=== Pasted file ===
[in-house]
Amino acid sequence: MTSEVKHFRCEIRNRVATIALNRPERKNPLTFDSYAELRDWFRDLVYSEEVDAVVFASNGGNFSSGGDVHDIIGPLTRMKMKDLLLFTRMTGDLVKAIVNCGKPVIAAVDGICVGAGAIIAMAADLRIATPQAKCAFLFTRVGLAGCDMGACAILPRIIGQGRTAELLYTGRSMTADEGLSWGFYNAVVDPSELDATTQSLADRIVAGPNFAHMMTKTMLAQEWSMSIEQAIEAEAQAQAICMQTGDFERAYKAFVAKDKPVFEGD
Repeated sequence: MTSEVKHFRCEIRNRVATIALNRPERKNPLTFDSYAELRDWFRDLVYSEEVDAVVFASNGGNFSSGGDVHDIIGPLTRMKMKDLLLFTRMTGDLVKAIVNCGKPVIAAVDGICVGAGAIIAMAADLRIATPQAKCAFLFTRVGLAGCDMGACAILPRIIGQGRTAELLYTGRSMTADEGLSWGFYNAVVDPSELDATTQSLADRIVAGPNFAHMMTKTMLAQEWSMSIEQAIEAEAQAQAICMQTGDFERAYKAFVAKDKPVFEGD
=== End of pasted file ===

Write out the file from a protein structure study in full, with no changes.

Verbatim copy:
[in-house]
Amino acid sequence: MTSEVKHFRCEIRNRVATIALNRPERKNPLTFDSYAELRDWFRDLVYSEEVDAVVFASNGGNFSSGGDVHDIIGPLTRMKMKDLLLFTRMTGDLVKAIVNCGKPVIAAVDGICVGAGAIIAMAADLRIATPQAKCAFLFTRVGLAGCDMGACAILPRIIGQGRTAELLYTGRSMTADEGLSWGFYNAVVDPSELDATTQSLADRIVAGPNFAHMMTKTMLAQEWSMSIEQAIEAEAQAQAICMQTGDFERAYKAFVAKDKPVFEGD
Repeated sequence: MTSEVKHFRCEIRNRVATIALNRPERKNPLTFDSYAELRDWFRDLVYSEEVDAVVFASNGGNFSSGGDVHDIIGPLTRMKMKDLLLFTRMTGDLVKAIVNCGKPVIAAVDGICVGAGAIIAMAADLRIATPQAKCAFLFTRVGLAGCDMGACAILPRIIGQGRTAELLYTGRSMTADEGLSWGFYNAVVDPSELDATTQSLADRIVAGPNFAHMMTKTMLAQEWSMSIEQAIEAEAQAQAICMQTGDFERAYKAFVAKDKPVFEGD